The Bay Area is still reeling from a recent spate of violent attacks against elderly Asian Americans that left one 84-year-old San Francisco resident dead and several others injured, including a 91-year-old man in Oakland's Chinatown.
Even before these incidents, Asian American and Pacific Islander communities were seeing an uptick in hate crimes and incidents nationwide. This week, members of the Congressional Asian Pacific American Caucus, Congressional Black Caucus, and Congressional Hispanic Caucus are holding a press conference with House Speaker Nancy Pelosi to denounce the recent spike in anti-Asian hate crimes and violence.
KQED Forum's Mina Kim spoke with experts and state officials about how anti-Asian violence is impacting communities and individuals, and what can be done to stop it. Read on for highlights from the conversation, and listen to the full Forum episode here.
The Trauma Behind the Statistics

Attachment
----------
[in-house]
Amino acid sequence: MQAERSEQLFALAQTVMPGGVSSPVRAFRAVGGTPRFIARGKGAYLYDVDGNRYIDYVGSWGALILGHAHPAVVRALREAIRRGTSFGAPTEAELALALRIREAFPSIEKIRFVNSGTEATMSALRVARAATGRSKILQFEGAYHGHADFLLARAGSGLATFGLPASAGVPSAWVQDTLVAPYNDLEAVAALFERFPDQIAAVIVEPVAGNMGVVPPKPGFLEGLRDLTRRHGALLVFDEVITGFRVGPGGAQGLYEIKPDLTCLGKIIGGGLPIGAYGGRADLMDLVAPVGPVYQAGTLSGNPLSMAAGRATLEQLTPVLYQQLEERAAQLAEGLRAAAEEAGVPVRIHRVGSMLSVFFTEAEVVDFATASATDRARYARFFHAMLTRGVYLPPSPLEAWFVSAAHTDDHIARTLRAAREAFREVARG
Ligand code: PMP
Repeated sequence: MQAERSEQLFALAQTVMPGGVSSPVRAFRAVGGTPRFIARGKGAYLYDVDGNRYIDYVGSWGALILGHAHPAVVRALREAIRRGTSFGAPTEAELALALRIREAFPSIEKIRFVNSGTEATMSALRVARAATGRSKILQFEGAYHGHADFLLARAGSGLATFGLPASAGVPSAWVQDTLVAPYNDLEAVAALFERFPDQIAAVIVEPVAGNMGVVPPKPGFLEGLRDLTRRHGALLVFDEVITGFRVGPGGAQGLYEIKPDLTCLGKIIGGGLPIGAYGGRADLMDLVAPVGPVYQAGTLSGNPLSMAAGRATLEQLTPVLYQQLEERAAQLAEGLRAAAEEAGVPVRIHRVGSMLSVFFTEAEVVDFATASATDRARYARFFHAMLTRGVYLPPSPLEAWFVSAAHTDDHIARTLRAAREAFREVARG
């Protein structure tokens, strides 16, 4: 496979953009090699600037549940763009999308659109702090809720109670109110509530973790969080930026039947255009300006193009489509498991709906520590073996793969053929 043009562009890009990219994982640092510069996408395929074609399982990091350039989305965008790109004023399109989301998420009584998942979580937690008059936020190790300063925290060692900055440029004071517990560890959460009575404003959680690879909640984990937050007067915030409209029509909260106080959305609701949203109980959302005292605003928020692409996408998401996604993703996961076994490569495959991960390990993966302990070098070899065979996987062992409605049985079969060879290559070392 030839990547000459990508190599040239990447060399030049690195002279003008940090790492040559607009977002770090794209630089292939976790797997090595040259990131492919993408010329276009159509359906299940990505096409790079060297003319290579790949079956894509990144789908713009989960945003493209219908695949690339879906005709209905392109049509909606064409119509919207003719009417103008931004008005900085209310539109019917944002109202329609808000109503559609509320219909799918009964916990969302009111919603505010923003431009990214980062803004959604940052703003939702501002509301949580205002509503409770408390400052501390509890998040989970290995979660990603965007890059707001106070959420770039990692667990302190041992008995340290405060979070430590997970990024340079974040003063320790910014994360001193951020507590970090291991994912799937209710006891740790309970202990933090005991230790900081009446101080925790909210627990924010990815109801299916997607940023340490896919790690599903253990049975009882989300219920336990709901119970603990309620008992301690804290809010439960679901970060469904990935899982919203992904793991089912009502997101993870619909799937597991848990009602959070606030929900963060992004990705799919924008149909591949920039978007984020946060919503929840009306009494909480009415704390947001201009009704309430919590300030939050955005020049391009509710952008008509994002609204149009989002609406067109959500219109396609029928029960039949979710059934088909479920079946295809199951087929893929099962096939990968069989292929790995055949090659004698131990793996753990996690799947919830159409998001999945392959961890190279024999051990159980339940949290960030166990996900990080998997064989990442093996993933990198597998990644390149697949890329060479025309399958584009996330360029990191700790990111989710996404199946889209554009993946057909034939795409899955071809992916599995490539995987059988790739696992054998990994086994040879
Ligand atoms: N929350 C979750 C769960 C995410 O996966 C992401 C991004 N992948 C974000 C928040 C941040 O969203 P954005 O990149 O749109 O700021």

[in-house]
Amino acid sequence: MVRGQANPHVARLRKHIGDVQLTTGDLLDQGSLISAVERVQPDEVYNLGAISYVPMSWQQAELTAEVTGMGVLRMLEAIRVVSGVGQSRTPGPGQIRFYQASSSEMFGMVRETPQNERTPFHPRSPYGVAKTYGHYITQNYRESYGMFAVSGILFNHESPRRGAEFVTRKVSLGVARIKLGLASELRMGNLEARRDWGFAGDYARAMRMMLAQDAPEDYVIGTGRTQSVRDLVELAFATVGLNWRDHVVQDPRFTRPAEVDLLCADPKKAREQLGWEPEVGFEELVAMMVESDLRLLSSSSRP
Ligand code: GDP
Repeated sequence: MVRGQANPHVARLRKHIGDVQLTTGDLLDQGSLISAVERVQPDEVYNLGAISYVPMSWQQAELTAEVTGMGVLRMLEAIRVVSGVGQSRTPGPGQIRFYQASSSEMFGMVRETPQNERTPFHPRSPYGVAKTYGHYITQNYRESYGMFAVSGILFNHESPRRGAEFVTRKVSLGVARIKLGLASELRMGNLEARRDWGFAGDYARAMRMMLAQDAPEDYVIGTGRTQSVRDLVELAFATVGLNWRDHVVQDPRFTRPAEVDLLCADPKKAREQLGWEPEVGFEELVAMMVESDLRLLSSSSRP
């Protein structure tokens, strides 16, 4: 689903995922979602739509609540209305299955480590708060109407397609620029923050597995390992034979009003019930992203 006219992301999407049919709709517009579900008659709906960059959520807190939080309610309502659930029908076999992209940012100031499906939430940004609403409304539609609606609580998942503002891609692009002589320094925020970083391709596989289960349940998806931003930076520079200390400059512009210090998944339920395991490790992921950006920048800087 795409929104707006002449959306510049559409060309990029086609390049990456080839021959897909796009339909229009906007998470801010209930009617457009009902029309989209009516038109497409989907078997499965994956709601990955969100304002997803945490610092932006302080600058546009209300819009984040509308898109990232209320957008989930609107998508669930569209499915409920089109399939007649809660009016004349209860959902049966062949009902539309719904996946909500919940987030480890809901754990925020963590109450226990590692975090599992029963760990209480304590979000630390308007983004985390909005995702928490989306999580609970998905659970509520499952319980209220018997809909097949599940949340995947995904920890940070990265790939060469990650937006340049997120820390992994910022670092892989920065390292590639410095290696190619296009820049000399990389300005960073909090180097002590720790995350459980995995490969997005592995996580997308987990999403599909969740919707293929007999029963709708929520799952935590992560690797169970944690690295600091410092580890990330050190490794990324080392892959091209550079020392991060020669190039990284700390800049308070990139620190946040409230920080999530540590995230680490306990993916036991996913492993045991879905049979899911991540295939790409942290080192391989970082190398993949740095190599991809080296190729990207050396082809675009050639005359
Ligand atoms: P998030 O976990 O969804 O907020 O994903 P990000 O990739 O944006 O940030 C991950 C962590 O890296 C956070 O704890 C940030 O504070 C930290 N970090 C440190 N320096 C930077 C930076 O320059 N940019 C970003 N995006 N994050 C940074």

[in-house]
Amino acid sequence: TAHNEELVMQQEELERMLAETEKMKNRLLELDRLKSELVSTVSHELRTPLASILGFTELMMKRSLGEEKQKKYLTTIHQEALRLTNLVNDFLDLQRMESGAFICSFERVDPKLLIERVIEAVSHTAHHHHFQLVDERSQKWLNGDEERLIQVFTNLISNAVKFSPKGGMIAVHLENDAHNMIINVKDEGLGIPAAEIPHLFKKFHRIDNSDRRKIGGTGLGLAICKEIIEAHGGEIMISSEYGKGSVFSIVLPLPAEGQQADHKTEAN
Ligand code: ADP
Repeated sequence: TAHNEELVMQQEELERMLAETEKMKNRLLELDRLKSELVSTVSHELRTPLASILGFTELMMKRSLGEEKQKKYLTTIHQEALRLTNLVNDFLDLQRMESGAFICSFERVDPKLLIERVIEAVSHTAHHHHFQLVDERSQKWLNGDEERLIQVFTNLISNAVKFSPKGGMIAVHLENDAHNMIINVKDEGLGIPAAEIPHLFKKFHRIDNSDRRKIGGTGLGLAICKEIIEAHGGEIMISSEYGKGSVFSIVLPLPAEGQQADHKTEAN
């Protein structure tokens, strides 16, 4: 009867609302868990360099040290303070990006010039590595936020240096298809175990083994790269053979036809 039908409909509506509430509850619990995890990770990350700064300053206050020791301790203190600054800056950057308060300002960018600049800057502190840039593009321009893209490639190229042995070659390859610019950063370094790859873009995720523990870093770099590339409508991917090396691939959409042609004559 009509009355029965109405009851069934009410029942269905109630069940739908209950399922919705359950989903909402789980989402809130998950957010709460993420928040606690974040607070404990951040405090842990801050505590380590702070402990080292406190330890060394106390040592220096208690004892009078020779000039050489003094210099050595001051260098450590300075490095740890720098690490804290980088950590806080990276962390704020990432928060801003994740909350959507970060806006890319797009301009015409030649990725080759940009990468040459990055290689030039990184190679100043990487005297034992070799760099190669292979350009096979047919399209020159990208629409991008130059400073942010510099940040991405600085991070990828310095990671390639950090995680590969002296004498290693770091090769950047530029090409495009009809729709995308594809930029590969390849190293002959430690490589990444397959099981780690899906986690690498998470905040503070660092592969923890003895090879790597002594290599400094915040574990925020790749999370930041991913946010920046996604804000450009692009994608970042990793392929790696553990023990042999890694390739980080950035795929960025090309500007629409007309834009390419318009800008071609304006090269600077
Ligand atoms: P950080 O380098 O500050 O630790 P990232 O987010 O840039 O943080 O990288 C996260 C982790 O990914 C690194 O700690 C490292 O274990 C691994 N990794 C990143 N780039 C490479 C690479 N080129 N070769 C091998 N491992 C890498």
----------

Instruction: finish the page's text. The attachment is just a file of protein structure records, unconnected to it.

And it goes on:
Since early on in the pandemic, Stop AAPI Hate, a project based out of San Francisco State University, has been tracking self-reported anti-Asian hate incidents.
Now, a new report from Stop AAPI Hate found there were 2,808 self-reported anti-Asian hate incidents in the U.S. between March and December 2020. And more than 40% of those attacks took place in California.
According to the group, around 8% of the reported cases are physical assaults, where people are pushed and shoved, or have items like rocks and bottles thrown at them. But a majority of the reported incidents involve verbal harassment, often using racist and xenophobic language.